Blog

Review: After Life

After Life
After Life by Simon Funk
My rating: 4 of 5 stars

Interesting chronicle of the human race evolution into machines. Didn’t see that ending coming.

View all my reviews

H2G2: making humor from science

This is a presentation I did in 2012 for an internal “Inspiration Meet” at a previous workplace, where we shared any book, movie, or whatever inspires us. I gave a presentation about Hitchhiker’s Guide to The Galaxy, the science fiction book and series by the late Douglas Adams, focusing on how he invented humorous fictional concepts and technologies based on existing science and philosophy.

The presentation went fairly well, except when I attempted to explain about the Infinite Improbability Drive. One of the audience actually fell asleep. :)) Here I added a video from the H2G2 movie which I should’ve included then. Enjoy!

Eyes looking to the sky

This is from an old TED talk by French artist J.R. He painted the roofs in a slum in Kenya; an art project which grew into the Inside Out Project.

When IE screws up your PHP session…

This line of code will save you. Respect and cherish it. And put it on the first line of your scripts:

header('P3P:CP="IDC DSP COR ADM DEVi TAIi PSA PSD IVAi IVDi CONi HIS OUR IND CNT"');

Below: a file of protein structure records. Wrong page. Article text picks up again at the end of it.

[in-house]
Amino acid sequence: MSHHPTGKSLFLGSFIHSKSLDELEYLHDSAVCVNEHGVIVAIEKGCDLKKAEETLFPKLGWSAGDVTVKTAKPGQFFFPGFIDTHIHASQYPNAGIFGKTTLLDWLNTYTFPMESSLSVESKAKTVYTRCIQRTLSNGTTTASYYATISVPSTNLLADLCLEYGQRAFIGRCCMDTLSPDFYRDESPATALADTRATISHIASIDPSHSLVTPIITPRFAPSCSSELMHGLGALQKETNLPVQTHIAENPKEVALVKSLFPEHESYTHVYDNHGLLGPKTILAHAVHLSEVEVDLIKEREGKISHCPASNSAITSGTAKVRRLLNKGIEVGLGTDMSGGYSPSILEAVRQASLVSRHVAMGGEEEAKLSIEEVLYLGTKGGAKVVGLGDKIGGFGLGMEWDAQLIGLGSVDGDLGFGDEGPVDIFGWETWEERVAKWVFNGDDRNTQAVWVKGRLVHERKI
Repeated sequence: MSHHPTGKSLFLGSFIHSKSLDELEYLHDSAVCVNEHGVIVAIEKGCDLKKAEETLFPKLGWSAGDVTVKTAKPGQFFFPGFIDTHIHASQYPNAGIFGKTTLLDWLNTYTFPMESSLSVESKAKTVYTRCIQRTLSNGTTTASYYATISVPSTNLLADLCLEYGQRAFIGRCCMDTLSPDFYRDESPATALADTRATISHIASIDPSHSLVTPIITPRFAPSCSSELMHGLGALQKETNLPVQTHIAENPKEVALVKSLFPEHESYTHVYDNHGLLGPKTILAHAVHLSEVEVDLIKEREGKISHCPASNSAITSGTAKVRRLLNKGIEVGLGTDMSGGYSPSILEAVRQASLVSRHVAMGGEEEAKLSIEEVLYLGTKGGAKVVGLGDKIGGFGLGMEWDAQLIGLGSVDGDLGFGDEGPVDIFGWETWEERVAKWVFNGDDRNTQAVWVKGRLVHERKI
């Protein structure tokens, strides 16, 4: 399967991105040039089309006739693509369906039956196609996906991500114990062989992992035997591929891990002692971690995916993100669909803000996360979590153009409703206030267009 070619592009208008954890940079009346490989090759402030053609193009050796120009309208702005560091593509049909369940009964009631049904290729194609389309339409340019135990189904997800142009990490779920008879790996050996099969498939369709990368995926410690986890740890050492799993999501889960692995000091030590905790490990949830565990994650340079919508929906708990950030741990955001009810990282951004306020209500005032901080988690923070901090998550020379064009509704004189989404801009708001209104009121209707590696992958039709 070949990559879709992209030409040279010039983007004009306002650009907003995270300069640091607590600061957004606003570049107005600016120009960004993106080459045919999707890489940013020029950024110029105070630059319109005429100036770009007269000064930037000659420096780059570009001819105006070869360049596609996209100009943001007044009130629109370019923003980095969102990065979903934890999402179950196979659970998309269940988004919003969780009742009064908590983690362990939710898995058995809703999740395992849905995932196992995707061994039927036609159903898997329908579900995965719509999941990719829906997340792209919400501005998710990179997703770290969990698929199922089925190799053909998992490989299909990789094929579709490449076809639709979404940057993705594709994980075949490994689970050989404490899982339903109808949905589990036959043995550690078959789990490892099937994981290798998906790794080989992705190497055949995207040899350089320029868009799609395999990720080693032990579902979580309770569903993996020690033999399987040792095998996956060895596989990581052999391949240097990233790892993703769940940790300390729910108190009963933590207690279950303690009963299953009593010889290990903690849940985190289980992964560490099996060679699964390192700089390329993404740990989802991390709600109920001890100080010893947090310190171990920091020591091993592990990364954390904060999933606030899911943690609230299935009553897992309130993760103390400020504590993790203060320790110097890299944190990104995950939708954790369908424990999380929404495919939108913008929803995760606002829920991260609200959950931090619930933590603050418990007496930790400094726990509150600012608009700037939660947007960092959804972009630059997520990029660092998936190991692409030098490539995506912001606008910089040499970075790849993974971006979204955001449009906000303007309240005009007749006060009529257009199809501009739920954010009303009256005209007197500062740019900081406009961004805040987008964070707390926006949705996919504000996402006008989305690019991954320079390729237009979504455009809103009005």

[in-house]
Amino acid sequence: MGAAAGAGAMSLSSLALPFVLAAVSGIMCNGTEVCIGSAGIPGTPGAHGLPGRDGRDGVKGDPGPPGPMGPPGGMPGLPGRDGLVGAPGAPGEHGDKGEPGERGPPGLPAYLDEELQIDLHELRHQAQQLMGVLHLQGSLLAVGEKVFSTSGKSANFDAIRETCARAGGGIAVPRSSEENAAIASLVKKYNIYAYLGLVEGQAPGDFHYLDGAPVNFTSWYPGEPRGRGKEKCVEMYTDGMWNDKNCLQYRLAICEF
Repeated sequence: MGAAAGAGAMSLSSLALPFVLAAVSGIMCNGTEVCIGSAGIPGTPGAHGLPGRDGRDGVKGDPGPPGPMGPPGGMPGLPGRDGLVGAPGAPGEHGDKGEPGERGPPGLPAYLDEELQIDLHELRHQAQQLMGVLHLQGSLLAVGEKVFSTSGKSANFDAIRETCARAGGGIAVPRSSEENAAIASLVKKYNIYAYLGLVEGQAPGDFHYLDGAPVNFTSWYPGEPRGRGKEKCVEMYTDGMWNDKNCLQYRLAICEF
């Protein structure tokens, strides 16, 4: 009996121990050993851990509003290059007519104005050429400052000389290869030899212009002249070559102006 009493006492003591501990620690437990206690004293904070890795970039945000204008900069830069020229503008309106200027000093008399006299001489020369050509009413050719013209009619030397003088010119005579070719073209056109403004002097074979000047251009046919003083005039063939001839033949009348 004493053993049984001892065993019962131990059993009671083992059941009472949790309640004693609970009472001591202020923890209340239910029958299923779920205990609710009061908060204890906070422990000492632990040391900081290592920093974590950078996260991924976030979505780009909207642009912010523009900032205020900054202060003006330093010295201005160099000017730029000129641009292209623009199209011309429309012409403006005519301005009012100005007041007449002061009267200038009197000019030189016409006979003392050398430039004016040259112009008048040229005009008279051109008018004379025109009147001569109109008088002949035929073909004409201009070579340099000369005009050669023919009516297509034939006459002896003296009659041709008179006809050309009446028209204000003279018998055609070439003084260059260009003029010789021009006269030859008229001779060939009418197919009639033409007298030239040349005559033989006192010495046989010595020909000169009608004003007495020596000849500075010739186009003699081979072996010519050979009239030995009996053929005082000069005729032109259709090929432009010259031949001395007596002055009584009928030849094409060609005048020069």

The issue that this header solves usually happens when the session is started within an iframe, e.g. when building a Facebook app. It has something to do with Internet Explorer not trusting iframe content.

Anyway, P3P stands for Platform for Privacy Preferences. You can also Google that code to find out more.

Happy Pi Day!

Happy Pi Day! In case you’re wondering why, it’s because

March 14 => 3-14 => 3.14

Of course, only Chuck Norris knows the last digit of pi. But for the rest of us, there’s a website that shows pi to 1 million decimal places. The URL of the site itself shows the first 64 digits of pi: 3.141592653589793238462643383279502884197169399375105820974944592.com

Have a blast and some Pi Pie!

I wrote this post in E-Prime.

Today I learned about a modified form of English called E-Prime, which disallows the usage of “to be” verbs. According to some scholars, E-Prime helps to “clarify thinking and strengthen writing” by ensuring that each sentence has a clear subject and avoiding multiple possible meanings which might result from the use of “to be” forms.

I find writing in E-Prime quite challenging, especially since I use passive sentences a lot. For example, you can see my conversion of the Rifleman’s Creed below.
Continue reading